This is not because I’m against group trips. If they are the best or only way to get access to a popular destination outside of normal opening hours or offer an unique opportunity to experience a major attraction from an alternative perspective, I’ll be there.

Photo Source: Walks Of Italy

Recently, I’ve enjoyed an after hours tour of St. Mark’s Basilica in Venice, explored the Colosseum at night under the stars after the crowds had left, and skipped the priority lines and gotten access to a private viewing platform on the Eiffel Tower. All of these experiences were as part of an organised group.

The problem with group tours of The Sistine Chapel is that the early morning tours are far from exclusive and the after hours tours are expensive.

A couple of years ago, only a handful of companies offered early access. Now there are more than a dozen and this number continues to grow.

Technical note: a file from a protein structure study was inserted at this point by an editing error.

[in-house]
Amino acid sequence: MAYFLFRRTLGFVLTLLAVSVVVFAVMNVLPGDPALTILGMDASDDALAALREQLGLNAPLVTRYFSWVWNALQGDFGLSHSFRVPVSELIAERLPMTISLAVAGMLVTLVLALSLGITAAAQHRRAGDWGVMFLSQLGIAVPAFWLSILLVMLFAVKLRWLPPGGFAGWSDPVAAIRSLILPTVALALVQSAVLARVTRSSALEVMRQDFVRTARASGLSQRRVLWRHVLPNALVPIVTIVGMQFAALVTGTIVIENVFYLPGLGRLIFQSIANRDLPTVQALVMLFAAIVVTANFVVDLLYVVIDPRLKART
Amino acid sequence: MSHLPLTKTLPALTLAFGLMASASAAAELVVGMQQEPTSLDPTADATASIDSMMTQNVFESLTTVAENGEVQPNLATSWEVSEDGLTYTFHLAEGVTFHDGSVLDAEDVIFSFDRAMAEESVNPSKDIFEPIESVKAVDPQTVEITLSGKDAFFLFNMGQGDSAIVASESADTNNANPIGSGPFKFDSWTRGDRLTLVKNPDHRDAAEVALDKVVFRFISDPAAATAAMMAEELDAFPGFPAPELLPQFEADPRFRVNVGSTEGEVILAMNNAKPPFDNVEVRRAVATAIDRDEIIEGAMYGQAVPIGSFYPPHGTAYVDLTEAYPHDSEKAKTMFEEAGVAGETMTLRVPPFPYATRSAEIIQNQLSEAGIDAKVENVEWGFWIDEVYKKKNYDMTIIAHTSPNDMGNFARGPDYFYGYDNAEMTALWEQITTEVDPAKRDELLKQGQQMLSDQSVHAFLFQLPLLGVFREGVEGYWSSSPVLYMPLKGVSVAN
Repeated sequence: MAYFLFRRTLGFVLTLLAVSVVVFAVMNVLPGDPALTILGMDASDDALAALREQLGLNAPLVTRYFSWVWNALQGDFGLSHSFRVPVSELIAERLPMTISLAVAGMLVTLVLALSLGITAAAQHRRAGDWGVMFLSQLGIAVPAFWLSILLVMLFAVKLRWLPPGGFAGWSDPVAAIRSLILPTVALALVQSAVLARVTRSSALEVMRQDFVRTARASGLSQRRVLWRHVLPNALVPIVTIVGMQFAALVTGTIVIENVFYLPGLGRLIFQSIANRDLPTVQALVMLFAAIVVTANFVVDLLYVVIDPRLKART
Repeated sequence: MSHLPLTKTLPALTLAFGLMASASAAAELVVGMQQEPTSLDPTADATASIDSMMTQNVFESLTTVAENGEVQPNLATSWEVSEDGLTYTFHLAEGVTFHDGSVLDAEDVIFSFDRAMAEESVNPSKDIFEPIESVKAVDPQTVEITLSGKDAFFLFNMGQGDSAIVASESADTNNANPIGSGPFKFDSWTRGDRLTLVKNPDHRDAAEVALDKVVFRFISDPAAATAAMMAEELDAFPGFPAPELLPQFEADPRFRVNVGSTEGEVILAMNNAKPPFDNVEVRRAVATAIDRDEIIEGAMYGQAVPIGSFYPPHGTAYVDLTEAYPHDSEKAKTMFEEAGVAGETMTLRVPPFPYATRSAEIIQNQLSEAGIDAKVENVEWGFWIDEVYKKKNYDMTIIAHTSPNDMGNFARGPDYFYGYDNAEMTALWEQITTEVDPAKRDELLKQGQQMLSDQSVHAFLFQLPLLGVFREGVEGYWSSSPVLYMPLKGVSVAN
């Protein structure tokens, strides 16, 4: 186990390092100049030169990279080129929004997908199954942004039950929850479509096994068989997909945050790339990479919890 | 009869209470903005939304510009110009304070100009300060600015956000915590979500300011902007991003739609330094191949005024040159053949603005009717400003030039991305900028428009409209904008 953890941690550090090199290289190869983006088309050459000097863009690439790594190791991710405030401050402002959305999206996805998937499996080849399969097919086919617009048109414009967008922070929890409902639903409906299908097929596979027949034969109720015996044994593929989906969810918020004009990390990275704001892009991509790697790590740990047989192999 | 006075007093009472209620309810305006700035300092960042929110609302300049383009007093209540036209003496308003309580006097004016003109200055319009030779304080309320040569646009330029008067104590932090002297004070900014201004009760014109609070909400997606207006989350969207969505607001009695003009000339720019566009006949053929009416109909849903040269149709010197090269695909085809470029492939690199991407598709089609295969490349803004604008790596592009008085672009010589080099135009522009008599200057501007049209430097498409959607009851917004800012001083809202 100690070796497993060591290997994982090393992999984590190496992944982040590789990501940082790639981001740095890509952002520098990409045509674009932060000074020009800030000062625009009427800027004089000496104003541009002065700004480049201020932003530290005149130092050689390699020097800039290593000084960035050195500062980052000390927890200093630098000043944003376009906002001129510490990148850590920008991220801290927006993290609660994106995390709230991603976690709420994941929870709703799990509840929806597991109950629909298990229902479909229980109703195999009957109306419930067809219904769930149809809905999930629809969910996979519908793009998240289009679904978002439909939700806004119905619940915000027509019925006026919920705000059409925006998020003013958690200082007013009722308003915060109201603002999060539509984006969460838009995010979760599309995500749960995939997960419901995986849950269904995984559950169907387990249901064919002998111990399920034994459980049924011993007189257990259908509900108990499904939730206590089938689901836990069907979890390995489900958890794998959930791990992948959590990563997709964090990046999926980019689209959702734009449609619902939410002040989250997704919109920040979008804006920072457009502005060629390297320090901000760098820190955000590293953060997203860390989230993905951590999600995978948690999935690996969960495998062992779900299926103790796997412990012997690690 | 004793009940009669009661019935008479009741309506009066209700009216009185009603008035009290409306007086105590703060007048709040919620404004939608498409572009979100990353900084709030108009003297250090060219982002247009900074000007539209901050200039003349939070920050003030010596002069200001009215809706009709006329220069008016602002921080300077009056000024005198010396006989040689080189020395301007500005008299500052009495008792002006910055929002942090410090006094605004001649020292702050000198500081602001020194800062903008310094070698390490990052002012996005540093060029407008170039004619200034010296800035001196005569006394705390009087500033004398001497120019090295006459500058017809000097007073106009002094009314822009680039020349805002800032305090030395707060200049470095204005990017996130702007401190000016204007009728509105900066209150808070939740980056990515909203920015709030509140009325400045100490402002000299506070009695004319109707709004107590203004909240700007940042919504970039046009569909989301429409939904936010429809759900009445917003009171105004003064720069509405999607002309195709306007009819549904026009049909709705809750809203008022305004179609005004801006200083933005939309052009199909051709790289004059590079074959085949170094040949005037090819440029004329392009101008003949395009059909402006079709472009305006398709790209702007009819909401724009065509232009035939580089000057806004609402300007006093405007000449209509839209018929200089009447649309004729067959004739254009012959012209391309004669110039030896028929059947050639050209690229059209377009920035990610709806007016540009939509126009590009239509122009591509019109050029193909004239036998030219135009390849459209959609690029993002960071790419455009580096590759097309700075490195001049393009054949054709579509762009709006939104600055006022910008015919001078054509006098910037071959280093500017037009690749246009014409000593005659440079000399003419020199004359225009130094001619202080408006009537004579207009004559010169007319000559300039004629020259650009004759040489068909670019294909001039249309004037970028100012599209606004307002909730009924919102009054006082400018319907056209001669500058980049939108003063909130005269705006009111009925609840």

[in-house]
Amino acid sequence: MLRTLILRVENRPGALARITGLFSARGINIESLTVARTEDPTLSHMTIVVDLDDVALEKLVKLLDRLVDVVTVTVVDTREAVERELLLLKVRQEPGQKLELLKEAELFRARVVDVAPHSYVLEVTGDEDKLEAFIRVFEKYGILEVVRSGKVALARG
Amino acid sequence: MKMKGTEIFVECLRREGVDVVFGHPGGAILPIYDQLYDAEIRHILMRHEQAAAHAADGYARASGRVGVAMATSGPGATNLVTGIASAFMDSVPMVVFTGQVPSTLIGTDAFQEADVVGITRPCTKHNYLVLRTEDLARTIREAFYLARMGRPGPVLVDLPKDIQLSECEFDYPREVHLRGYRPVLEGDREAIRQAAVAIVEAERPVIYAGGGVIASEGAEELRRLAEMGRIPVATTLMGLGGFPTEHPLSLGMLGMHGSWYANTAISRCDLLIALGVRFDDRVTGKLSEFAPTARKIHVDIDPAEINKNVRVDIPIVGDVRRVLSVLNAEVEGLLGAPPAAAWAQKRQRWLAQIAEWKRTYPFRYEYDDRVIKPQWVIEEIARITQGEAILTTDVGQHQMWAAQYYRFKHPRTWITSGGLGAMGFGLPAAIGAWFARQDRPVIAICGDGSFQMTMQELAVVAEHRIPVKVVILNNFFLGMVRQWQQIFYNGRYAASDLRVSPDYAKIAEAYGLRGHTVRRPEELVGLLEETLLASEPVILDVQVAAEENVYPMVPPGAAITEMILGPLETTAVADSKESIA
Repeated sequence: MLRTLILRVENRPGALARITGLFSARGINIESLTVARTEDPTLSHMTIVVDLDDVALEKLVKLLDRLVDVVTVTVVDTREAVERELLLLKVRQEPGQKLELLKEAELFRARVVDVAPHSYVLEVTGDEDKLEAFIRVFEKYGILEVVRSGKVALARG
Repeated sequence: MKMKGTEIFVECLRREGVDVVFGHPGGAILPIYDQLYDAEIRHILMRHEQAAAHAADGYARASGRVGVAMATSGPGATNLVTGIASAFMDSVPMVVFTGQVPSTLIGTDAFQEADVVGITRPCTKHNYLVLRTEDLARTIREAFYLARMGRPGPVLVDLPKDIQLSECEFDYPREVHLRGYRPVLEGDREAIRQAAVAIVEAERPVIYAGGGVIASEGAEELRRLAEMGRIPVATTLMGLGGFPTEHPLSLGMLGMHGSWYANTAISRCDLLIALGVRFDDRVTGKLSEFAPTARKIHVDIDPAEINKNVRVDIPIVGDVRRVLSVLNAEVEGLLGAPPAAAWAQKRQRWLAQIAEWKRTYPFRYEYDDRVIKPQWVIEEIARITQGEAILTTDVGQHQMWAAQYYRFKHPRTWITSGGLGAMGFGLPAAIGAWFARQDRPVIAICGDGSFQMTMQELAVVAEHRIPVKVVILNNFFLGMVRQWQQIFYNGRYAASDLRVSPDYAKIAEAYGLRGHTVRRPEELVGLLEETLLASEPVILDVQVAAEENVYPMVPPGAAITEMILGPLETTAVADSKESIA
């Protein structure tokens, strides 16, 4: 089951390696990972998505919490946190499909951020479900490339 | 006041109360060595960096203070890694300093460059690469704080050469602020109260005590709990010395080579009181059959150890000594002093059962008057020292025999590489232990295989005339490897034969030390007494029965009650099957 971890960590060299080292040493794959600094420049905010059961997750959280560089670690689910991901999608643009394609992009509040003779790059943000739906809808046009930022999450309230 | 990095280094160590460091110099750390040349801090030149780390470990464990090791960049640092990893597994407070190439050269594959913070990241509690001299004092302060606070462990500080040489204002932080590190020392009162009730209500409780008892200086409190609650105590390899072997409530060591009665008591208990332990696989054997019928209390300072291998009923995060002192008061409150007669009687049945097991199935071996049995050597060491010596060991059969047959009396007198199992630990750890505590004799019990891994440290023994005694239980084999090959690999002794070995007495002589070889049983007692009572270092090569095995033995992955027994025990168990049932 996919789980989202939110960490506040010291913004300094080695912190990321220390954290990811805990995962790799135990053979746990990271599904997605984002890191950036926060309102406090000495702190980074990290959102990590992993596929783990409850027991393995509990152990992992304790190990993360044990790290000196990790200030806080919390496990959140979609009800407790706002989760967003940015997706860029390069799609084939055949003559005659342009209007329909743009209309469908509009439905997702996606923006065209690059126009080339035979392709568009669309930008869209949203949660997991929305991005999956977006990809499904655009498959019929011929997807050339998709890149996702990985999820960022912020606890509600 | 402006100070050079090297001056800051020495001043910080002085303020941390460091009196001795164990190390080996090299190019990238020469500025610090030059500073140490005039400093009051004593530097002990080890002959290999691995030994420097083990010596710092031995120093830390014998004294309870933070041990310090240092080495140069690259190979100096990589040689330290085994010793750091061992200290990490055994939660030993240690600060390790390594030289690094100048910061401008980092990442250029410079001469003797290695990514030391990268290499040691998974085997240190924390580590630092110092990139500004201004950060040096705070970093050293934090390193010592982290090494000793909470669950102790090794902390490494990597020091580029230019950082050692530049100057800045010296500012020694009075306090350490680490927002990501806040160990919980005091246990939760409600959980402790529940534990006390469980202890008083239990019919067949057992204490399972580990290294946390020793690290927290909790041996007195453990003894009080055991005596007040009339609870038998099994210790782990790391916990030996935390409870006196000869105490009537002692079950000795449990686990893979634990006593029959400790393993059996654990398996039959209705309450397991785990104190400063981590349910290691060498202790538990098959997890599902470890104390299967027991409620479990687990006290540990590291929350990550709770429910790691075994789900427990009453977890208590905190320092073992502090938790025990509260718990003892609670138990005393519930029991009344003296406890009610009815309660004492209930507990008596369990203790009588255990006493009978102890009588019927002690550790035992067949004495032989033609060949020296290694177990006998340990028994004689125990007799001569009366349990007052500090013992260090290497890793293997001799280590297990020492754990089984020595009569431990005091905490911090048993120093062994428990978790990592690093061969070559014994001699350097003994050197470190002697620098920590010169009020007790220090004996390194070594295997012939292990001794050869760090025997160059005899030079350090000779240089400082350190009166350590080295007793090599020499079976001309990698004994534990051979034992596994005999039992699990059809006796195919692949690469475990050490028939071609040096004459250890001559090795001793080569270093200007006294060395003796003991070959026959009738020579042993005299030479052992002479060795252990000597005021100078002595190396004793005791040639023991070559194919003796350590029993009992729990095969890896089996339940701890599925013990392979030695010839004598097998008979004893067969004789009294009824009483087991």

A single group can number up to 30 people which means that the Chapel will likely be as busy as it is during a night opening and without the unique evening ambience.

Early access group tours aren’t all bad. Particularly during high season, they are a much better option than visiting during regular opening hours, are relatively inexpensive and the tour guide is on hand to answer questions and provide context.

The situation is constantly changing but after digging through dozens of companies I would recommend the following operators:

Dark Rome
City Wonders
Walks Of Italy

After hour tours are much more intimate and personal. Group sizes are generally no more than 12 and in most cases, your group is the only one. But availability is limited and this all comes at a cost.

The following operators can arrange after hour visits:

Italy With Us ($400 per person)
Select Italy ($1,950 per person)
Walk Insider Rome (contact them for pricing information)

For people looking for a certain type of experience, group tours definitely have their place. However, for those who dislike being anchored to a guide there is a better way.